He was banned from selling her after a dispute
Andrew McGarry, who was banned from selling the Big Issue in the UK after a dispute in Exeter, is now raising money by selling a Greek street magazine which supports the homeless in Athens.
Mr McGarry, 52, says he was told he could go abroad as a relocation option when he asked for help from London-based Veterans Aid.
The former soldier says he was given the one-way flight ticket with Wizz Air and pre-paid accommodation at a hotel in Athens after contacting the charity for help on his return from a trip to Spain.
Mr McGarry revealed his new home city on social media, and said he was surprised he was allowed to go abroad when he had no connections or job lined up in Greece.
The charity says the package was a one-off arrangement in response to Mr McGarry’s unique circumstances and not part of a relocation scheme.
Mr McGarry’s flight left Stansted airport on February 28 and he was put up at the Marina Hotel in the Greek capital, where his pre-paid week of bed and breakfast ended on Thursday, March 7.
He said: “I was very surprised that they did it knowing I may not be able to find any work, and having no connections over here.”
Mr McGarry posted a picture of himself on social media selling the Greek street magazine called Shedia, commenting that he believed he was the first British person to do it.
The Athens magazine works the same way as the Big Issue in the UK, with homeless people becoming official vendors and earning money by selling the magazine at a profit.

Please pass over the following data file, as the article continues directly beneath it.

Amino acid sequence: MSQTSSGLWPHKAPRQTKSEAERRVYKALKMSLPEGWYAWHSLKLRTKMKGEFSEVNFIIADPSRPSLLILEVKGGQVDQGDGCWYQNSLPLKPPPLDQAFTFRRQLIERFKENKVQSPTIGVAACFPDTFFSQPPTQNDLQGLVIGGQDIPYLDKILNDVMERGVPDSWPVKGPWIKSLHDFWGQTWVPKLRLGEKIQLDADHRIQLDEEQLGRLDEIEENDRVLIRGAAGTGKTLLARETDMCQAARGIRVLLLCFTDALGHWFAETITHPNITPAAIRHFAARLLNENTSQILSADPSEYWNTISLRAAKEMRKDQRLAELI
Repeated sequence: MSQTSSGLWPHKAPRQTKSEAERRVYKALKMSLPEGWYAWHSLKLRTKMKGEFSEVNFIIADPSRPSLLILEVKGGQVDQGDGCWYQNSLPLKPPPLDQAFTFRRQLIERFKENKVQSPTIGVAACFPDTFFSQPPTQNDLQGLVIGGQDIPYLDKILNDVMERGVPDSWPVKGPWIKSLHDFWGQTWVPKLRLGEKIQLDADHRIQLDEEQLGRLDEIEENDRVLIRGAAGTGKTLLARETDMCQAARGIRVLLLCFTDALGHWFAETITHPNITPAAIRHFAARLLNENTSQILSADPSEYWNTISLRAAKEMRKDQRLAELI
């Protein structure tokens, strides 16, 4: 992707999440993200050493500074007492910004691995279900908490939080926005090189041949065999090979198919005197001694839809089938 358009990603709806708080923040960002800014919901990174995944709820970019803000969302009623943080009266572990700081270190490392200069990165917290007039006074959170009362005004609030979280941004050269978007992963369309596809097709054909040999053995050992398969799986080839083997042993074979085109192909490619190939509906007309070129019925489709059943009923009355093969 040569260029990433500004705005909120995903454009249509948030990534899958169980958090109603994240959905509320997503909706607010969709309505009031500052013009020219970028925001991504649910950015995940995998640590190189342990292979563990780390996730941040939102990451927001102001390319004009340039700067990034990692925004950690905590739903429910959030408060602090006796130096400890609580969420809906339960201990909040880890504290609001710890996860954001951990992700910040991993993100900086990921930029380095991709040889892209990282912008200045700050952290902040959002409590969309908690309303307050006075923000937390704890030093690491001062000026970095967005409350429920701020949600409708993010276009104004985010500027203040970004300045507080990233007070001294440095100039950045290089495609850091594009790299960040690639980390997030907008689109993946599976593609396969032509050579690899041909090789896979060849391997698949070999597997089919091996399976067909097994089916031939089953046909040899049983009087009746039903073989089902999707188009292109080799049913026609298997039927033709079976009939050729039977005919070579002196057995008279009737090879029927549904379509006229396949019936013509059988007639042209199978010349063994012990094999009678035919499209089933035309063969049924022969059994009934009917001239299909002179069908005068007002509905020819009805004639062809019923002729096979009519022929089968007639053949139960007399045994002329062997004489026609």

A spokeswoman for Veterans Aid said: “I can confirm that Veterans Aid has helped Andrew McGarry in a number of ways since 2005, and we did facilitate his trip to Athens.
There is no scheme, this was a one-off arrangement in response to unique circumstances.”
Prices for the Marina Hotel currently range from £44 to £66 a night on hotel booking websites. The cost of a flight to Athens varies according to the time and day, ranging between around £50 and £100.
Most local authorities run relocation schemes, which fund travel back to a homeless person’s home area with pre-arranged support on their return. The policy has been described critics as ‘street cleansing’, but councils say the aim is to get people back where they have family and a support network.
Mr McGarry is well known in Exeter for selling the Big Issue from a pitch near Exeter Cathedral alongside the Royal Clarence Hotel, which was destroyed in a fire in October 2016. He has raised money to support homeless people in several fundraising campaigns.
He was suspended from selling the Big Issue last summer after the magazine said a post on the social media platform Twitter broke vendor rules. The vendor deleted the tweet and apologised, but the Big Issue confirmed his UK-wide ban.
Mr McGarry had earlier boycotted a publicity event when Exeter MP Ben Bradshaw became a Big Issue seller for a day. He believes that incident contributed to his suspension, but the magazine denied it.